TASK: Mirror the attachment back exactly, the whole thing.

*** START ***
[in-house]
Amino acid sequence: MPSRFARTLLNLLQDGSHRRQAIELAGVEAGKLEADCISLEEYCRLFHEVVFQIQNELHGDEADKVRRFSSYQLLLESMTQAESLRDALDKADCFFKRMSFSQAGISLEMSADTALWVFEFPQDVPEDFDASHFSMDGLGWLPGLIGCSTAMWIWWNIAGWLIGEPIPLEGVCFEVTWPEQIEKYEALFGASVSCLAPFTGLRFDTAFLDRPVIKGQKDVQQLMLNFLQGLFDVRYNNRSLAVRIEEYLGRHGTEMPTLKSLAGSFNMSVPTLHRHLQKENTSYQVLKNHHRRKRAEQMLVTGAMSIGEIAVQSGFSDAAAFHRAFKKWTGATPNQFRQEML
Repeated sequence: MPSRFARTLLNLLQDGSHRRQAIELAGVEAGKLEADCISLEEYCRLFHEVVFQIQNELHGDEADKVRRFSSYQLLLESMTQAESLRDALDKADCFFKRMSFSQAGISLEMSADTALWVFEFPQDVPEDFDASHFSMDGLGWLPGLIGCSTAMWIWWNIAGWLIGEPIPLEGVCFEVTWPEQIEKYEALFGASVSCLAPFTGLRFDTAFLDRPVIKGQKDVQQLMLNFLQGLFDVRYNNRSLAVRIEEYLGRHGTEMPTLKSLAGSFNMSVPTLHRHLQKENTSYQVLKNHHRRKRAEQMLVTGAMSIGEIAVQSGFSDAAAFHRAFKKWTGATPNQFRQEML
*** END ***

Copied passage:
[in-house]
Amino acid sequence: MPSRFARTLLNLLQDGSHRRQAIELAGVEAGKLEADCISLEEYCRLFHEVVFQIQNELHGDEADKVRRFSSYQLLLESMTQAESLRDALDKADCFFKRMSFSQAGISLEMSADTALWVFEFPQDVPEDFDASHFSMDGLGWLPGLIGCSTAMWIWWNIAGWLIGEPIPLEGVCFEVTWPEQIEKYEALFGASVSCLAPFTGLRFDTAFLDRPVIKGQKDVQQLMLNFLQGLFDVRYNNRSLAVRIEEYLGRHGTEMPTLKSLAGSFNMSVPTLHRHLQKENTSYQVLKNHHRRKRAEQMLVTGAMSIGEIAVQSGFSDAAAFHRAFKKWTGATPNQFRQEML
Repeated sequence: MPSRFARTLLNLLQDGSHRRQAIELAGVEAGKLEADCISLEEYCRLFHEVVFQIQNELHGDEADKVRRFSSYQLLLESMTQAESLRDALDKADCFFKRMSFSQAGISLEMSADTALWVFEFPQDVPEDFDASHFSMDGLGWLPGLIGCSTAMWIWWNIAGWLIGEPIPLEGVCFEVTWPEQIEKYEALFGASVSCLAPFTGLRFDTAFLDRPVIKGQKDVQQLMLNFLQGLFDVRYNNRSLAVRIEEYLGRHGTEMPTLKSLAGSFNMSVPTLHRHLQKENTSYQVLKNHHRRKRAEQMLVTGAMSIGEIAVQSGFSDAAAFHRAFKKWTGATPNQFRQEML